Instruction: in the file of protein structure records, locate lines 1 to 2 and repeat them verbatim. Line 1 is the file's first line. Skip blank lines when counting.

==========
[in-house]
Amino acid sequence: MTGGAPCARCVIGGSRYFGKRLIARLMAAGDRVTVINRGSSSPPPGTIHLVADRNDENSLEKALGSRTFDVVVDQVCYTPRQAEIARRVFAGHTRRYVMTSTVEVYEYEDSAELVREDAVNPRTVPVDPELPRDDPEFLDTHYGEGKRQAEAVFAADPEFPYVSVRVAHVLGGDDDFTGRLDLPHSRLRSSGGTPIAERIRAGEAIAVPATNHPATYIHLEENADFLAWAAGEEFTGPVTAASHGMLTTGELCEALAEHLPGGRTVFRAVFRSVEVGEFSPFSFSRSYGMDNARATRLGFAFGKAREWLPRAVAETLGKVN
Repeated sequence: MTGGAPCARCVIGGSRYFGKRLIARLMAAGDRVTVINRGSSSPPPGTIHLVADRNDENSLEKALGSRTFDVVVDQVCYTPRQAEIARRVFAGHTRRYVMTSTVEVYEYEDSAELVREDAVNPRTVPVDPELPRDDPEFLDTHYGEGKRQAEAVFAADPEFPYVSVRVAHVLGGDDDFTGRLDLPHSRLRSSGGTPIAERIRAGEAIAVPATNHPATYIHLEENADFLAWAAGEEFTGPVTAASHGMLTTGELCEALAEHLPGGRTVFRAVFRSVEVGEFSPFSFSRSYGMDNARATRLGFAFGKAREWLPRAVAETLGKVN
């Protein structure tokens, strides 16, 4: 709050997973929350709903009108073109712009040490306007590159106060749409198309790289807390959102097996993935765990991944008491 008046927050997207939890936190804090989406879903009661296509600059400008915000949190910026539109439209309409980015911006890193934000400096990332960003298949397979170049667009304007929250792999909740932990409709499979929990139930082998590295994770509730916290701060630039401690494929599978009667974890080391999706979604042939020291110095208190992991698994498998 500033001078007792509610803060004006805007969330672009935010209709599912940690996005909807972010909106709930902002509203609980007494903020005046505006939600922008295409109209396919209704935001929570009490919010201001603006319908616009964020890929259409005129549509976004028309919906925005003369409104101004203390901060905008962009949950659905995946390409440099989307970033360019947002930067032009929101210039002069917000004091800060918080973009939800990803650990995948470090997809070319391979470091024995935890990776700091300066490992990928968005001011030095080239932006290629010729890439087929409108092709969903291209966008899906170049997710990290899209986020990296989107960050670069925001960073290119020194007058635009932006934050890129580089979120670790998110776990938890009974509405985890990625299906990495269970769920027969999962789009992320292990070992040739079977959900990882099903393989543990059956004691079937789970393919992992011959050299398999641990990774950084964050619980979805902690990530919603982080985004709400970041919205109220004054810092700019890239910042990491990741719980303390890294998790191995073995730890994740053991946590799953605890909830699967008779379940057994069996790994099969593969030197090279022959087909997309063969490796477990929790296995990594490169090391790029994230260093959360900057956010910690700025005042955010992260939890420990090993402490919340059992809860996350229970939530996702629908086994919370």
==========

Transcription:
[in-house]
Amino acid sequence: MTGGAPCARCVIGGSRYFGKRLIARLMAAGDRVTVINRGSSSPPPGTIHLVADRNDENSLEKALGSRTFDVVVDQVCYTPRQAEIARRVFAGHTRRYVMTSTVEVYEYEDSAELVREDAVNPRTVPVDPELPRDDPEFLDTHYGEGKRQAEAVFAADPEFPYVSVRVAHVLGGDDDFTGRLDLPHSRLRSSGGTPIAERIRAGEAIAVPATNHPATYIHLEENADFLAWAAGEEFTGPVTAASHGMLTTGELCEALAEHLPGGRTVFRAVFRSVEVGEFSPFSFSRSYGMDNARATRLGFAFGKAREWLPRAVAETLGKVN